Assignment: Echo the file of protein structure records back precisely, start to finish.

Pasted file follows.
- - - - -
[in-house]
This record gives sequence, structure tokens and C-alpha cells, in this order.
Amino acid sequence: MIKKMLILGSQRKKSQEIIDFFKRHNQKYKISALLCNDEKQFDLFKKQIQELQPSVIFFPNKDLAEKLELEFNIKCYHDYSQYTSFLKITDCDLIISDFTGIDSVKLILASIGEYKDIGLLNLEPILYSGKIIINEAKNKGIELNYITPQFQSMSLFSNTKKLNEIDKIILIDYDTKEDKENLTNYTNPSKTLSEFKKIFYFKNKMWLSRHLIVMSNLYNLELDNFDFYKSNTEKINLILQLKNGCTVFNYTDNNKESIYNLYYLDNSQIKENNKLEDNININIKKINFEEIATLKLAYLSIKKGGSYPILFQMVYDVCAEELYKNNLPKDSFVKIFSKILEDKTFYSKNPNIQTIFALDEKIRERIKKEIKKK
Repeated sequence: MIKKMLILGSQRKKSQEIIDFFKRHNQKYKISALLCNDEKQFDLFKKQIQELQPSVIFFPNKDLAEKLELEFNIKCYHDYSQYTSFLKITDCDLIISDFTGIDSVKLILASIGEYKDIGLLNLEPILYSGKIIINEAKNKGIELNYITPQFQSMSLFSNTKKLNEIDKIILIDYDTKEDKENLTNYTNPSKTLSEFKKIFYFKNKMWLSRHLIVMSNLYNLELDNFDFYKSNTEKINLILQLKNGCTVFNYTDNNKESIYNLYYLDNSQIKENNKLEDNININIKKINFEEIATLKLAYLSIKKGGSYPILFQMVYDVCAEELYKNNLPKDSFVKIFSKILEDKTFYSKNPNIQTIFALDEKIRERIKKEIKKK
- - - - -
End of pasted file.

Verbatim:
[in-house]
This record gives sequence, structure tokens and C-alpha cells, in this order.
Amino acid sequence: MIKKMLILGSQRKKSQEIIDFFKRHNQKYKISALLCNDEKQFDLFKKQIQELQPSVIFFPNKDLAEKLELEFNIKCYHDYSQYTSFLKITDCDLIISDFTGIDSVKLILASIGEYKDIGLLNLEPILYSGKIIINEAKNKGIELNYITPQFQSMSLFSNTKKLNEIDKIILIDYDTKEDKENLTNYTNPSKTLSEFKKIFYFKNKMWLSRHLIVMSNLYNLELDNFDFYKSNTEKINLILQLKNGCTVFNYTDNNKESIYNLYYLDNSQIKENNKLEDNININIKKINFEEIATLKLAYLSIKKGGSYPILFQMVYDVCAEELYKNNLPKDSFVKIFSKILEDKTFYSKNPNIQTIFALDEKIRERIKKEIKKK
Repeated sequence: MIKKMLILGSQRKKSQEIIDFFKRHNQKYKISALLCNDEKQFDLFKKQIQELQPSVIFFPNKDLAEKLELEFNIKCYHDYSQYTSFLKITDCDLIISDFTGIDSVKLILASIGEYKDIGLLNLEPILYSGKIIINEAKNKGIELNYITPQFQSMSLFSNTKKLNEIDKIILIDYDTKEDKENLTNYTNPSKTLSEFKKIFYFKNKMWLSRHLIVMSNLYNLELDNFDFYKSNTEKINLILQLKNGCTVFNYTDNNKESIYNLYYLDNSQIKENNKLEDNININIKKINFEEIATLKLAYLSIKKGGSYPILFQMVYDVCAEELYKNNLPKDSFVKIFSKILEDKTFYSKNPNIQTIFALDEKIRERIKKEIKKK